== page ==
The Division Of Nature (Periphyseon). John Scotus Eriugena. Book I. TEACHER: Often I investigate as carefully as I can and reflect that of all things which can. John Scotus Eriugena (c/) Works (Selected List). Periphyseon ( The Division of Nature, ) Such is the first division of nature into genera. Eriugena is mainly remembered for his volu- minous work the Periphyseon [On Nature] or, in its Latin title, De Divisione. Naturae [The Division of Nature).
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Since God cannot be said to be anything, God cannot be simply identified with any or every creature either.
But of this nature there are four distinct classes:. The whole of reality or nature, then, is involved in a dynamic process of outgoing exitus from and return reditus to the One.
This observation leads Erigena to introduce the third moment in any attempt to talk about God. The second division of nature deals with created creating causes.
Anselm of Laon; and, more importantly, Gilbert of Poitiers and Abelard take from the thought of Erigena; indeed, the Victorine school as a whole can be said to come under the influence of Scotus Erigena.
De divisione naturae – Wikipedia
Indeed, from the perspective of their status as divine ideas, the causes are divine. Retrieved from ” https: Erigena’s departure from orthodoxy was not merely imagined, for no matter how genial an interpretation we attempt, there are too many passages which do not lend themselves to irenic treatment. Outline of Major Works 5. He is best known for translating and commenting on the works of Pseudo-Dionysius the Areopagite.
Eriugena’s Periphyseon had immediate influence in France, notably at the schools of Laon, Auxerre and Corbie.
Part II: The Carolingian Renaissance
John arrives before Peter, but he waits and allows Peter, the symbol of faith, to go in before him. The Philosophy of John Scottus Eriugena. The division of nature is thus a differentiation into genera and species which may each have their own distinctive properties.
Erigena wants to maintain that the meaning of the statement in Genesis that man has been created in the image of God is that all things have been created in man. God has existential knowledge, but no circumscribing knowledge of His essence, since, as infinite, He is uncircumscribable:.
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Florus too attacked Eriugena. Of course, we are reminded here that it would be less inaccurate to speak of God as a supercausal principle. Cusanus natkre a copy of the Periphyseon. The thought of Scotus Erigena himself reveals the strong influence of Denis and Maximus the Confessor, particularly in his masterpiece, the eriugenz that assures Scotus Erigena a place as one of the great original thinkers of the Early Middle Ages, his On the Division of Nature.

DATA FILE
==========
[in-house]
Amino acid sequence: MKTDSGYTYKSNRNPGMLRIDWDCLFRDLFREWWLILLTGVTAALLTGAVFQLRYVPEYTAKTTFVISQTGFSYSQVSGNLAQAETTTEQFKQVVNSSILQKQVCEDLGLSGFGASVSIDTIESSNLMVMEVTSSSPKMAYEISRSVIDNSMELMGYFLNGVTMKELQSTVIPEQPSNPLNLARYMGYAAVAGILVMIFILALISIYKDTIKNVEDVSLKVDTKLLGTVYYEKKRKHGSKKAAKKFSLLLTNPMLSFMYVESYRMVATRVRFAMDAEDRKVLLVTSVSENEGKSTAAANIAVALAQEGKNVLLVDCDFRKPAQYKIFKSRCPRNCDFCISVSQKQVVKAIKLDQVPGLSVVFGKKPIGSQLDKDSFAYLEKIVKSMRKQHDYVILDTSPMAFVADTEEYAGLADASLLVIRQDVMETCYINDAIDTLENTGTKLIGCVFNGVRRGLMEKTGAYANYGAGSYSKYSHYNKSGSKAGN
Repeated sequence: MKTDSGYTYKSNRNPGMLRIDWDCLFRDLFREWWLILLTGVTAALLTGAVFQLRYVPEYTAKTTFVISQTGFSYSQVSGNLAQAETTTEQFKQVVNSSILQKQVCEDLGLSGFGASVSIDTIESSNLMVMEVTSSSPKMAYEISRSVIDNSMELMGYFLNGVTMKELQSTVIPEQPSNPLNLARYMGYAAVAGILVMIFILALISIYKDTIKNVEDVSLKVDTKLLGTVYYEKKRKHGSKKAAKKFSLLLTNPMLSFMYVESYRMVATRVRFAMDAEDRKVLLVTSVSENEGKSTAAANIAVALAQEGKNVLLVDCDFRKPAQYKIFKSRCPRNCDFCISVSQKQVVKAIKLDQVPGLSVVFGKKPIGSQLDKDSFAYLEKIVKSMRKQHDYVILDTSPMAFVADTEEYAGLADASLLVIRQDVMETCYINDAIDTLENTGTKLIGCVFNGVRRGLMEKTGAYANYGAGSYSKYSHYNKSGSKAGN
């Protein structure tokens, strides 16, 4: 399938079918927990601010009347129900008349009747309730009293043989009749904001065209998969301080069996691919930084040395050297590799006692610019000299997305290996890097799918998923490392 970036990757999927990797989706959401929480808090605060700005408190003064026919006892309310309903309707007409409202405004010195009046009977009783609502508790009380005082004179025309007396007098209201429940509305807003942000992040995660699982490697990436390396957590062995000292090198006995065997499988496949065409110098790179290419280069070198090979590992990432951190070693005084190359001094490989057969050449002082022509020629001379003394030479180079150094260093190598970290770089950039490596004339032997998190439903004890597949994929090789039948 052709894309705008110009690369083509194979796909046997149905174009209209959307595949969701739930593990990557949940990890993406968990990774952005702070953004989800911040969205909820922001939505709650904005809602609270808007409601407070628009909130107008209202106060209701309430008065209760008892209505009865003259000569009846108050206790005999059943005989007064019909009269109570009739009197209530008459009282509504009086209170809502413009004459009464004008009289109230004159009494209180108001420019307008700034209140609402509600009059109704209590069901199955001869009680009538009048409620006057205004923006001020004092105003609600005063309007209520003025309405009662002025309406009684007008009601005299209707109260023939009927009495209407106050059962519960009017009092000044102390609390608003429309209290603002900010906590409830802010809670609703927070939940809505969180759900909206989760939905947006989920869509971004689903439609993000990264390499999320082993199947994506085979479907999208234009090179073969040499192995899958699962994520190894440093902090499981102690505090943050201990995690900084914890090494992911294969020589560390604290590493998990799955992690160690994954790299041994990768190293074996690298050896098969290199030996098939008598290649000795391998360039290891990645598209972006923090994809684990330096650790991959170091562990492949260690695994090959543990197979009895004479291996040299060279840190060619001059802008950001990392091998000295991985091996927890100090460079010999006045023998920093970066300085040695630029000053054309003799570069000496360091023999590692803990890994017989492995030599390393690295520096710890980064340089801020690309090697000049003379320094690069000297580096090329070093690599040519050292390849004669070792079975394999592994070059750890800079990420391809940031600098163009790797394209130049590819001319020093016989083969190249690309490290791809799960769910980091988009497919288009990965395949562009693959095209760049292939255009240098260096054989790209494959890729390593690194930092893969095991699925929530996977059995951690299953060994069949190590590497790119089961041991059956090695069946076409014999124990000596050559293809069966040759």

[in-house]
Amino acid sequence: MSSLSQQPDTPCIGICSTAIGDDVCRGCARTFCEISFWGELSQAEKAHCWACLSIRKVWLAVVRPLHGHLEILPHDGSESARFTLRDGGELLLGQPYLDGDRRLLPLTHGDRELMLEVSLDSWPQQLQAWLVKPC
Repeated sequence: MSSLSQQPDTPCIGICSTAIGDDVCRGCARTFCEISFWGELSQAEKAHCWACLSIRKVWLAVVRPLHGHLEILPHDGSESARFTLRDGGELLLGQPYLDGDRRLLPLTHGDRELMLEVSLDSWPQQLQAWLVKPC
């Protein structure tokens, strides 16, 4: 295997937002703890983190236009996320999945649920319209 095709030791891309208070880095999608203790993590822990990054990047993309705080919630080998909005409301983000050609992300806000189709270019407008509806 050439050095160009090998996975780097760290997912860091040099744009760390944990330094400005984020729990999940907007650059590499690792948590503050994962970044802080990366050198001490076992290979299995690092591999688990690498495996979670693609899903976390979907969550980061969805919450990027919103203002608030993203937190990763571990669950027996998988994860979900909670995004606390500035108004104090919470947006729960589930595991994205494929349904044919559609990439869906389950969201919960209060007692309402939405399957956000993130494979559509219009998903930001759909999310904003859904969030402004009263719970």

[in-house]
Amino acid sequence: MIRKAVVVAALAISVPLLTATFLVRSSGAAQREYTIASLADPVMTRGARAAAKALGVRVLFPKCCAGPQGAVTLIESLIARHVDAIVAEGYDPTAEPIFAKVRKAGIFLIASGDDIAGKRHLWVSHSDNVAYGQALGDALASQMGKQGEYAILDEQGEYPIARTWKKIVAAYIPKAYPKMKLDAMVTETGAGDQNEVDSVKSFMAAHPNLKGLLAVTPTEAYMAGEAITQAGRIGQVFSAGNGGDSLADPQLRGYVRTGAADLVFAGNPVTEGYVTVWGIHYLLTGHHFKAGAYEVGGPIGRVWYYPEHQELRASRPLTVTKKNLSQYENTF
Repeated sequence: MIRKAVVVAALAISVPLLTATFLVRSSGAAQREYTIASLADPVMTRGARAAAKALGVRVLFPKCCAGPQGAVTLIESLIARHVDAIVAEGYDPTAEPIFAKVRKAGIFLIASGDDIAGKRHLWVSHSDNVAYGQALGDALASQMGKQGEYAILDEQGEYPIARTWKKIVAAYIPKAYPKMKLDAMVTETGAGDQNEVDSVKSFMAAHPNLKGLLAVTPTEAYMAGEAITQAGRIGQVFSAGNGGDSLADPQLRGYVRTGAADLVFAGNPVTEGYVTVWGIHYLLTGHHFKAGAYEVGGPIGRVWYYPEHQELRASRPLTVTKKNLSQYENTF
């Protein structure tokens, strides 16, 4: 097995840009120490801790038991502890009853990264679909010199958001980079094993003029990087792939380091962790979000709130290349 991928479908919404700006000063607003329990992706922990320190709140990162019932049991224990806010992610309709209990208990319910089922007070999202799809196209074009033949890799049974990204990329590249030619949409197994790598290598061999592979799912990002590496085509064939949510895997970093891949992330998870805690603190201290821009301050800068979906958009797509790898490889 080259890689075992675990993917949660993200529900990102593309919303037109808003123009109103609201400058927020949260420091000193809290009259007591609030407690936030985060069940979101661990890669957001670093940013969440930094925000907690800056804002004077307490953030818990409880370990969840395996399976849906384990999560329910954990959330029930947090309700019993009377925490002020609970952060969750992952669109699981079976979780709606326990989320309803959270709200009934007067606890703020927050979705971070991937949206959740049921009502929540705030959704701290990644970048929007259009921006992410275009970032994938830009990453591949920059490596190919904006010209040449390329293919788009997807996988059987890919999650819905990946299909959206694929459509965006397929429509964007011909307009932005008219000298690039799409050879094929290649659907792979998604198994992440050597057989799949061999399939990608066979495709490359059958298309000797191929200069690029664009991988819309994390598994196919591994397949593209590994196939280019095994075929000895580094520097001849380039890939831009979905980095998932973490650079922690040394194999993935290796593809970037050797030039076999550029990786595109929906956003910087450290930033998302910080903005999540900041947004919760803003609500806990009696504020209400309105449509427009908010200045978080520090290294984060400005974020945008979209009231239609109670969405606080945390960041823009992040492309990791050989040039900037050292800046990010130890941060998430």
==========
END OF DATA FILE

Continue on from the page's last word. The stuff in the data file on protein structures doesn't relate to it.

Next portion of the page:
While the Son is coeternal with the Father, Erigena maintains, however, that the primordial causes or ideas are not quite coeternal. Affirmative theology takes names from creatures and applies them to God on the assumption that what is found in the effect must also be found in some fashion in the egiugena. These categories are taken to be the most general predicates applicable to finite or creaturely being and thus are examined in terms of possible transference to Eriugsna as cause of the things to which the categories properly apply.
Must we say however that God does not properly make things because the category of action pertains to him only metaphorically? God is “superessential,” and transcends whatever is thr or accidental. What Erigena suggests in the title is the characteristic Neoplatonic doctrine that there is a One, a first principle, from which all things emanate in such a way that a hierarchical scale is created by the graded falling away from this first principle.
Secondly, the four divisions are not strictly a hierarchy in the usual Neoplatonic sense where there are higher and lower orders, rather, as Eriugena will explain, the first and fourth divisions both refer to God as the Beginning and End of all things, and the second and third divisions may also be johhn to express the unity of the cause-effect relation.
John Scotus Eriugena (Boston Collaborative Encyclopedia of Western Theology)
In the context of the foregoing quotation it should be pointed naturr Erigena says that things other than God are and are what they are by participation in God. The human mind, in this life, whether it be considered in its own nature or as elevated by grace, cannot know God divisuon he is in himself.
Erigena is set definitively apart from the Neoplatonism which is exercising at least an indirect influence on him by his insistence that God creates freely.
All formed and unformed things have the same First Cause. The Apostle says that it is through that which has been made that the terrestrial creature comes to knowledge of the invisible things of God. Laga, Carl and Carlos Steel eds Leonardi, Claudio and E.